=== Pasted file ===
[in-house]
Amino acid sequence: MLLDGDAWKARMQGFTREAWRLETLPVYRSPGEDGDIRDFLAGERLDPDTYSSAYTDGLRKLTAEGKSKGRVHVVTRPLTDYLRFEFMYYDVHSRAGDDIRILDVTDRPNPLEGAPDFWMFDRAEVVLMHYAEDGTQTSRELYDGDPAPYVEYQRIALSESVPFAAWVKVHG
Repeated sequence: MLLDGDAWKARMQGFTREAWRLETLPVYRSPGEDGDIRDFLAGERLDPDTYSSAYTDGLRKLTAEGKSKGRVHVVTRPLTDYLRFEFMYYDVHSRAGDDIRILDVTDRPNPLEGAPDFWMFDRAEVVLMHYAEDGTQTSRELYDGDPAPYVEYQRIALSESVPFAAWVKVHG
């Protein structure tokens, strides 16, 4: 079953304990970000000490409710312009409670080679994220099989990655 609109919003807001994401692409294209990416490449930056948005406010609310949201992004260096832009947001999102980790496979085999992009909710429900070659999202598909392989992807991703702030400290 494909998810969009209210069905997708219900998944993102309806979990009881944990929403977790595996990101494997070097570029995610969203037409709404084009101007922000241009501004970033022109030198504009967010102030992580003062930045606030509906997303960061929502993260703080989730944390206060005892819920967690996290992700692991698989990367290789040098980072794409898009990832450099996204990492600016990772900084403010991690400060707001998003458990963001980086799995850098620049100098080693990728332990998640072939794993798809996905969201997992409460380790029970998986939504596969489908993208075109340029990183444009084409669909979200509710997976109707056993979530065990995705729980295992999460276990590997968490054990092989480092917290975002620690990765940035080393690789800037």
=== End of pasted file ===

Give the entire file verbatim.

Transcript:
[in-house]
Amino acid sequence: MLLDGDAWKARMQGFTREAWRLETLPVYRSPGEDGDIRDFLAGERLDPDTYSSAYTDGLRKLTAEGKSKGRVHVVTRPLTDYLRFEFMYYDVHSRAGDDIRILDVTDRPNPLEGAPDFWMFDRAEVVLMHYAEDGTQTSRELYDGDPAPYVEYQRIALSESVPFAAWVKVHG
Repeated sequence: MLLDGDAWKARMQGFTREAWRLETLPVYRSPGEDGDIRDFLAGERLDPDTYSSAYTDGLRKLTAEGKSKGRVHVVTRPLTDYLRFEFMYYDVHSRAGDDIRILDVTDRPNPLEGAPDFWMFDRAEVVLMHYAEDGTQTSRELYDGDPAPYVEYQRIALSESVPFAAWVKVHG
């Protein structure tokens, strides 16, 4: 079953304990970000000490409710312009409670080679994220099989990655 609109919003807001994401692409294209990416490449930056948005406010609310949201992004260096832009947001999102980790496979085999992009909710429900070659999202598909392989992807991703702030400290 494909998810969009209210069905997708219900998944993102309806979990009881944990929403977790595996990101494997070097570029995610969203037409709404084009101007922000241009501004970033022109030198504009967010102030992580003062930045606030509906997303960061929502993260703080989730944390206060005892819920967690996290992700692991698989990367290789040098980072794409898009990832450099996204990492600016990772900084403010991690400060707001998003458990963001980086799995850098620049100098080693990728332990998640072939794993798809996905969201997992409460380790029970998986939504596969489908993208075109340029990183444009084409669909979200509710997976109707056993979530065990995705729980295992999460276990590997968490054990092989480092917290975002620690990765940035080393690789800037």